DOMUS is experimental anti-seismic architecture incorporating spatialised seismic sound and light that challenges our response to and perception of earthquakes.
DOMUS is an experiential, anti-seismic architecture installation that challenges our perception and response to earthquakes in Los Angeles. The project exhibited at Materials & Applications (M&A) in its outdoor exhibition courtyard and was open free of charge to the public from 10am – 10pm every day of the year. DOMUS is constructed from a low-cost open hardware Hexayurt shelter system designed by Vinay Gupta that is heavily utilized in Black Rock City during the annual Burning Man Festival. DOMUS is constructed from THERMAX (CI) insulation panels and bi-directional filament tape, a temporary construction technique durable up to 12 months. As with all M&A installations, this two story high extended Hexayurt design was constructed with a team of volunteers.
Suspended in the center of DOMUS is a matrix of undulating lights and sounds that pulse, retreat, tremble, and vibrate in response to two curated seismic databases, creating a stunning visual and aural immersive experience. DOMUS submerges visitors into the sensorial datascape of two historical events: Haiti’s 7.0 earthquake on January 12, 2010 and the 6.3 earthquake in Christchurch on Feburary 21, 2011. The LED chandelier centerpiece suspends from an 18’ tall ceiling as the structural ribs taper into eight points, suggestive of gothic arches. Compositions performed in DOMUS are created by Ryan McGee in collaboration with D.V. Rogers, and use seismic recordings to translate waveform data to the compositional data collected by IRIS Wilbur. Visitors are encouraged to spend a minimum of eight minutes to fully experience the meditative space of immersive sound and light exploring interpretive seismic vibrations.
ABOUT SEISMIC SOUNDS
Utilizing spatial audio design, the interior of DOMUS makes audible real-time global seismic waveform data broadcasting Sounds of Seismic (SOS) internally within the space. The SOS spatial muzak system creates continuous and autonomous streaming audio compositions transposing the frequency, depth, location and energy release of natural and man-made seismic events within the interior of the house. To experience the interior of DOMUS, you not only hear seismic muzak, you feel the low frequency bass of continuous seismic resonance throughout the house as a ‘beautiful’ spatial seismic sound composition.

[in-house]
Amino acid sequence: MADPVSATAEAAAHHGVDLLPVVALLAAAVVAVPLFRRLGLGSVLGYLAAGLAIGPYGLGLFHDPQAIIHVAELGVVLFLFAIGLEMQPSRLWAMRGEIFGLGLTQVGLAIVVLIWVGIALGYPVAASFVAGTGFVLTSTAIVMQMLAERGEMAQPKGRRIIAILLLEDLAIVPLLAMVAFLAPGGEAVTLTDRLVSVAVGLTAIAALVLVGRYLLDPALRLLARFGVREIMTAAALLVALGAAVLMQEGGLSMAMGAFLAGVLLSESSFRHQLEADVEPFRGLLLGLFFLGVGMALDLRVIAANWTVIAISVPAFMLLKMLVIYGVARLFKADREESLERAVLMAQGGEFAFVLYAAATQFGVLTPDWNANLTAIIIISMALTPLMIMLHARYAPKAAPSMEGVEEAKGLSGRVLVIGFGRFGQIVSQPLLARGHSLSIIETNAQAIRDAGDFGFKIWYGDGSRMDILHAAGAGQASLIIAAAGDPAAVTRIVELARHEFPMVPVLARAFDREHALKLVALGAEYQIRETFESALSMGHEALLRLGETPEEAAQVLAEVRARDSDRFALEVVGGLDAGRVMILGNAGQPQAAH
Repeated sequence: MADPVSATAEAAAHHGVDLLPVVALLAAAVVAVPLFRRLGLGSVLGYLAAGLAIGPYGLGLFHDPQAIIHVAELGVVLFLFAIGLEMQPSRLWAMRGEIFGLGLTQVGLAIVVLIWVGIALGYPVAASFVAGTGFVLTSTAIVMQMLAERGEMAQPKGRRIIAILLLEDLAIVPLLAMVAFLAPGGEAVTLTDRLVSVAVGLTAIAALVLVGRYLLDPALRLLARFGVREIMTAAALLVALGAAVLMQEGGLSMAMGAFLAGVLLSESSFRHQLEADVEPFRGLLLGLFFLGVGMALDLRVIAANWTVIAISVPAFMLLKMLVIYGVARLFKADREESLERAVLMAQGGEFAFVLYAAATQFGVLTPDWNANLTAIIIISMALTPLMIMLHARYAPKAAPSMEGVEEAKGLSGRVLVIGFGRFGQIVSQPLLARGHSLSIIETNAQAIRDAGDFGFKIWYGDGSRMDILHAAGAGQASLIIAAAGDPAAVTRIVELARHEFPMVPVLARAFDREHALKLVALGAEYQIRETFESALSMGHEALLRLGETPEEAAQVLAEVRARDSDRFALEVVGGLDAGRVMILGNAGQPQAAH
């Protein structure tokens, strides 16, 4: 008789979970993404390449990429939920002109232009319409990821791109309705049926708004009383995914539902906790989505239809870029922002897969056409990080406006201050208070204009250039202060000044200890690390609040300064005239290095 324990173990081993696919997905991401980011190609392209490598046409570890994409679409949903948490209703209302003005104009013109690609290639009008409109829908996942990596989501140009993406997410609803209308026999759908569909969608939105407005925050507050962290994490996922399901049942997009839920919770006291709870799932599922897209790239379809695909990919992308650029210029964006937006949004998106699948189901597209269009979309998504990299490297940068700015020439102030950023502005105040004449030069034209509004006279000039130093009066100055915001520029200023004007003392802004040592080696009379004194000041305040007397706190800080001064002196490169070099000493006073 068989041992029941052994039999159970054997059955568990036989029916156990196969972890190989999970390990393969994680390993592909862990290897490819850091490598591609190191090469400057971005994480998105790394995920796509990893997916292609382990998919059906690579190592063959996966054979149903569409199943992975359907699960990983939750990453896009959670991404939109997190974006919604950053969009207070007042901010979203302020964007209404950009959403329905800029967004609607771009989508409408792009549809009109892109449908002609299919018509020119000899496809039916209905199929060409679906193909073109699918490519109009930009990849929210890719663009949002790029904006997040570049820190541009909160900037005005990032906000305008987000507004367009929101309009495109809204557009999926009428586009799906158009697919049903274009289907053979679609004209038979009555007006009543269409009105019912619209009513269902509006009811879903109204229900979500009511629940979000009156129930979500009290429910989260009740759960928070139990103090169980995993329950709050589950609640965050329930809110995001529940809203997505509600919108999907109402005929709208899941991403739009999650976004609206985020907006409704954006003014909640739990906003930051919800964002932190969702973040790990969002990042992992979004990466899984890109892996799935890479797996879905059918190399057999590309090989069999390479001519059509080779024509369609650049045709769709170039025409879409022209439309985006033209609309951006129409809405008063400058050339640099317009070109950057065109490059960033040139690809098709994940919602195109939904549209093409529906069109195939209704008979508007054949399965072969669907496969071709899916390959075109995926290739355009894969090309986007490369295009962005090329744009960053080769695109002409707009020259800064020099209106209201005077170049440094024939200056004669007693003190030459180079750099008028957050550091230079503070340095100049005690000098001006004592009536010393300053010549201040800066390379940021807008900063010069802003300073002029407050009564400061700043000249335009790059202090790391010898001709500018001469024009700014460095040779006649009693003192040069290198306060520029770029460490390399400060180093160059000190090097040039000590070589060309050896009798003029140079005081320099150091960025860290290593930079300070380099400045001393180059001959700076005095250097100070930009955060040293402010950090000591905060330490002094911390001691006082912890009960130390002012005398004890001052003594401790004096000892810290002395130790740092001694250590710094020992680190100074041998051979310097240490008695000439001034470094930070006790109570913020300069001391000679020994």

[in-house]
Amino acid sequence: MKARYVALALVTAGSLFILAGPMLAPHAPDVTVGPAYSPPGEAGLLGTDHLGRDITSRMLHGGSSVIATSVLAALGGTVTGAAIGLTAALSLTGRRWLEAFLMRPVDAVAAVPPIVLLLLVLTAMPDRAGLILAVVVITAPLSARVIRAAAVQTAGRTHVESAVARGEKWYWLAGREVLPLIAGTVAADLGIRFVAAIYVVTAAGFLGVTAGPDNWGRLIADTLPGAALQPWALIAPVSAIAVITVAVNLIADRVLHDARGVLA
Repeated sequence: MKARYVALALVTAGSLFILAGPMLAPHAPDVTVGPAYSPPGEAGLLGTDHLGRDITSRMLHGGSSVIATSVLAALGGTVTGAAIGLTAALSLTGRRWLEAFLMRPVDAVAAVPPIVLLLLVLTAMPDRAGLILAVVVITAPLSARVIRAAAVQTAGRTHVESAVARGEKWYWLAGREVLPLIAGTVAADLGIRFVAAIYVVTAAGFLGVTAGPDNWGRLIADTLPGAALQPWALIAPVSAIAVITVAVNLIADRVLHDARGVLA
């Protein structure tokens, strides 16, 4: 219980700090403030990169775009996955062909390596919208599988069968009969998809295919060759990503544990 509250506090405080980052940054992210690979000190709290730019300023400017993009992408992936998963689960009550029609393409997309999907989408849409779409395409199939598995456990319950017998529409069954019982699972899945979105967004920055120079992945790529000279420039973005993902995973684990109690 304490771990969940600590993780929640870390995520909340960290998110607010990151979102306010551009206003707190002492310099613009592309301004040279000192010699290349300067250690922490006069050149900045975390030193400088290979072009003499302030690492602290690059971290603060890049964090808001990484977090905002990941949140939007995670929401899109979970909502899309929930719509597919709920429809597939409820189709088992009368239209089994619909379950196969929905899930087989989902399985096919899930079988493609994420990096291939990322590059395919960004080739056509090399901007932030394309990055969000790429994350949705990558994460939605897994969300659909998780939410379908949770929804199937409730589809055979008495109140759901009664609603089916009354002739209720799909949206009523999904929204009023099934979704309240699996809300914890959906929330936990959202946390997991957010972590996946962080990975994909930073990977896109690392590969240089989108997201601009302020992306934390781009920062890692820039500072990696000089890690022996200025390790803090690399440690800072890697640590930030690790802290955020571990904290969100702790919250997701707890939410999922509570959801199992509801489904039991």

Haiti Earthquake Mw7.0 12th January *02010 This Haiti Earthquake composition is created by Ryan McGee in collaboration with D.V. Rogers using seismic recordings of the 12th January, 2010 Mw7.0 Haiti event based of waveform data recordings from the closest 12 stations. The data used in making this composition was collected from IRIS Wilbur.
Christchurch Earthquake Mw6.3 21st Feb *02011
This Christchurch Earthquake composition is created by Ryan McGee in collaboration with D.V. Rogers and uses a single seismic recording from the closest station from seismic waveform data made public via IRIS Wilbur
Special Thanks: DOMUS is made possible by the Australia Council for the Arts Emerging and Experimental Arts Board, the Los Angeles Department of Cultural Affairs, and the LA County Arts Commission. Sponsors include Tighe Architecture and BuroHappold. Special thanks to the members, volunteers and sponsors who contributed to the realization of this project.